I just did a quick search for docker images and there are email stacks ready for use. I am so glad a few brave hard-working email geeks have posted these images - I'm eager to try them out.
Email is dead. Yes. I've said it. Phones are dead. Yep, saying that too. These communication methods of yesterday are soon to pass away...
Mobile. Mobile is all we need, for what I envision as a Human-wide communication everything-to-everything mesh.
However, there is much work ahead to realize this vaguely-described vision.
Thus, I will not be hosting my own email. Instead, I will simply be taking 1 step away from central servers in the fastest and most minimal way possible, using off-the-shelf tools today. This includes keeping email - but turning over the hosting to an email provider, and hosting the rest myself.
I'm even going to short-cut the thinking, and follow a recommended suite from a tech author. I would like to name and credit him, but alas I choose not to give this away. If you ever read this dude, thanks.
Oh yeah, I have a new best idea. Coming up in a future post...
Today, It's Only My Best Idea
Please do not be fooled by the title - you will not find a production-ready solution in this article. What you will find is an idea - that's it - just an idea.
Email Hosting is Scary Hard
I think configuring a good-enough email hosting provider stack is hard.
It seems to me that ordinary people leave it to the experts. Email is such the target for hackers and spammers. That's the scary part - I'm an average programmer totally afraid of doing it wrong and becoming the next hacked-open-relay-spam-bot-enabling dork.
But hiring the experts these days still requires signing up with an email hosting provider that's going to charge $/maibox/month, and the fees for SPAM filtering, etc. add up very quickly.
Suddenly that desire to provide a small organization with a few email addresses becomes cost-prohibitive.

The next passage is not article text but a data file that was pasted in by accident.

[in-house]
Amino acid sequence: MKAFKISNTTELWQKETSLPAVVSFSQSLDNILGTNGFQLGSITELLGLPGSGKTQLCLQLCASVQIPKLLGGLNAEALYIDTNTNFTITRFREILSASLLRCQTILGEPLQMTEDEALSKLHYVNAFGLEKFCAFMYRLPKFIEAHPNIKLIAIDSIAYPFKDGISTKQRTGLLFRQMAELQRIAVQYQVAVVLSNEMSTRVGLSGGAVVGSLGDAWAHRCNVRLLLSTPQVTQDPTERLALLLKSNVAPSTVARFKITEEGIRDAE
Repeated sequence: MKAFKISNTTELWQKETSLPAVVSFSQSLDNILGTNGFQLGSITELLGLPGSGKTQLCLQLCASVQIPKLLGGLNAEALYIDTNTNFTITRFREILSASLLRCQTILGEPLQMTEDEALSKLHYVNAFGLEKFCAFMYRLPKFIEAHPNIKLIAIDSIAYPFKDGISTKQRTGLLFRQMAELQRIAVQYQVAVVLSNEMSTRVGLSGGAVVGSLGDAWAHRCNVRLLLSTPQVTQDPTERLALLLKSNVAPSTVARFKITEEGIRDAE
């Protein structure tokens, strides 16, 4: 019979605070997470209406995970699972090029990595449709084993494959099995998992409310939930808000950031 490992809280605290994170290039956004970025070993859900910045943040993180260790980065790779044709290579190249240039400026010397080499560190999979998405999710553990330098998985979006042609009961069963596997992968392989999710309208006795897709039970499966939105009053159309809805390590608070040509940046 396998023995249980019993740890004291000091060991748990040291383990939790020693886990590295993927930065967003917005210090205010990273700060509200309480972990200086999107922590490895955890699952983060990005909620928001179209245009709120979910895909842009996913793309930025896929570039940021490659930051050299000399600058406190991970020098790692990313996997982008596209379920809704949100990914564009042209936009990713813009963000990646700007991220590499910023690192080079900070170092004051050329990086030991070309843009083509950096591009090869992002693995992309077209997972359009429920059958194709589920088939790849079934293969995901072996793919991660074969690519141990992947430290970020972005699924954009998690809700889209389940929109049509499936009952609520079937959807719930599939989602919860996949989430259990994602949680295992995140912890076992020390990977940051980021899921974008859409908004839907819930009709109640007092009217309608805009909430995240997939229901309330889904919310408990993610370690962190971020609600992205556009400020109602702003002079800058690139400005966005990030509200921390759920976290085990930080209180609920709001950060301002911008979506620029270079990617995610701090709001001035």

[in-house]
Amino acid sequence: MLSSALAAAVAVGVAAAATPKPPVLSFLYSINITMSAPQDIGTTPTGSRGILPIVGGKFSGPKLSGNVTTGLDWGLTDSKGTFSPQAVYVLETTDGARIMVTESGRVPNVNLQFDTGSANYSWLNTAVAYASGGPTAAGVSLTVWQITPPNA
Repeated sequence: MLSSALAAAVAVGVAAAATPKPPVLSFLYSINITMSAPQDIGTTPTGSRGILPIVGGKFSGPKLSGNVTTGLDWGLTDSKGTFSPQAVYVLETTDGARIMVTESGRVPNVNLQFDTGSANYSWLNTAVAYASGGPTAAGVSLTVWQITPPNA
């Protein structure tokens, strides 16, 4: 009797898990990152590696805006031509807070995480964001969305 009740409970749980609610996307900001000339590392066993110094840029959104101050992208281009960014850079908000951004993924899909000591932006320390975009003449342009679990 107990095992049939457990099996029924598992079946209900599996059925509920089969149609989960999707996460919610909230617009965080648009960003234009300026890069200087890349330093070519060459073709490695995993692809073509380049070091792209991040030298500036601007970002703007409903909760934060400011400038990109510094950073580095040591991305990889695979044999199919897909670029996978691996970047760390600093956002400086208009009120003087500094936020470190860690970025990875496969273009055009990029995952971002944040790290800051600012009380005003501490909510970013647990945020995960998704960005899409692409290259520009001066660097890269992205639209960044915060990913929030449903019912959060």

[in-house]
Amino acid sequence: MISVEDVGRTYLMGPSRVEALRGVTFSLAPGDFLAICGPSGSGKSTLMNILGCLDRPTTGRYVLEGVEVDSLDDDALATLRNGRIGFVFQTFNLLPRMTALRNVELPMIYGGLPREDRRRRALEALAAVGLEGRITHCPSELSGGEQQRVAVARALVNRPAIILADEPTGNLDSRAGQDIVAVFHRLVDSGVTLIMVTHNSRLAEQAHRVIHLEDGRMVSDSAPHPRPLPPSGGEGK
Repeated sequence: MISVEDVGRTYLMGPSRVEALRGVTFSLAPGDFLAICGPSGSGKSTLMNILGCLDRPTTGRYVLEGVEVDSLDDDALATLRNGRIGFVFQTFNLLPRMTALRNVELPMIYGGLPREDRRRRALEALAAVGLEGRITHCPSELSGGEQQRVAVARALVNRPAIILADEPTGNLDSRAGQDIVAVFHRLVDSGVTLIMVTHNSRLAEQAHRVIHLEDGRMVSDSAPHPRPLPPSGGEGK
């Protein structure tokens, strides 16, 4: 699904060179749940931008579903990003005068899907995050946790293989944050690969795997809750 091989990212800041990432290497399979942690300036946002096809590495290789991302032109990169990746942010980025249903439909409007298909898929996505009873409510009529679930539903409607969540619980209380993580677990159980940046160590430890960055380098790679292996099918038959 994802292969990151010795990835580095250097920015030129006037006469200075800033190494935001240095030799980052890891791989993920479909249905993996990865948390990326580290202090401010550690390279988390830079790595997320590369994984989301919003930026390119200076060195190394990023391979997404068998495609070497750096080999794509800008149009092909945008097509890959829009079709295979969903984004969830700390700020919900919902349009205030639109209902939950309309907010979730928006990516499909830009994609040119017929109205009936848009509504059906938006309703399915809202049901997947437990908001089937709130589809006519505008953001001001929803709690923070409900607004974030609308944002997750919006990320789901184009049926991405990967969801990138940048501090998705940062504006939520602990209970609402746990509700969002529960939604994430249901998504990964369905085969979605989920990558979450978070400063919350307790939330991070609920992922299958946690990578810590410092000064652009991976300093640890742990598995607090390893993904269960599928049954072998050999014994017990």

And yet, I still want to be able to make this happen for minimally capitalized entities like friends, family, micro businesses and non-profits.
Why Not Google Apps for Business?
Gmail is truly an awesome web application, and I use it right now today. The SPAM filtering is amazing - no one else even comes close. But in my humble opinion, Google has lost it's way.
Full disclosure: I have 2 domains on the formerly "free" Google Apps platform, while jamesmcfarland.com is a paid Google Apps customer - a choice I made prior to the time they eliminated free.
Google has been Zucked into the feverish pursuit of Big Data in order to monetize my every online action. To this end, I believe they continue to increasingly tilt the entire Gmail/Apps experience toward funneling everyone into Google+ - which I want no part of.
Although Gmail/Google Apps is an excellent product, I find the prospect of being totally owned by their central position wholly unappealing.1
I'm no longer feeling the "Don't Be Evil."
Looking in the Wrong Places?
I don't see much out there on the net in the way of how-to articles for standing up some reasonably bullet-proof SMTP/IMAP. This is unlike firewall tutorials and config tools, which seem to be readily available.
Further, I'm sure there is a wide variety of stacks and an infinite number of opinions as to what makes up a rock-solid email hosting stack. Perhaps every sysadmin out there does it in their own special way - so a manageable set of best practices has yet to emerge.
I am certain I'm looking in the wrong places, and/or I'm probably doing it wrong, but today I came to believe that the conditions are now just right for standardized email hosting stacks to be born.
Enter the Three Amigos
I'm not going to waste time on explaining why I trust these 3 orgs - I've already decided this is my best idea (note: I didn't say original idea).
Here's my plan:
- Learn Ubuntu sysadmin.
- Learn Docker.
- Learn email stacks.
- Use it.
- Share it.
- Bask in the epic limelight (or, not - maybe just enjoy the satisfaction of having created something.)
From where I sit at present, I don't see anyting but the smallest chance I can actually execute on this plan. I will have to learn everything; I know almost nothing. I'm old; and I'm (relatively) poor. I lack self-confidence; I don't have a past record of success.
But this is my best idea right now. It's an itch I want to scratch right now. And right now, the world is rich with inspiration. There's Ubuntu people, Docker people, Digital Ocean people, and the list goes on from there.
However, I'm going to risk calling out a few people just in case you might become inspired too:
Amy Hoy and for the whole baconbiz thing (sorry, you're going to have to google arond for that)
And heck, I'll have to add these 2 people:
This post could be as far as I ever get - but I'm publishing it anyway.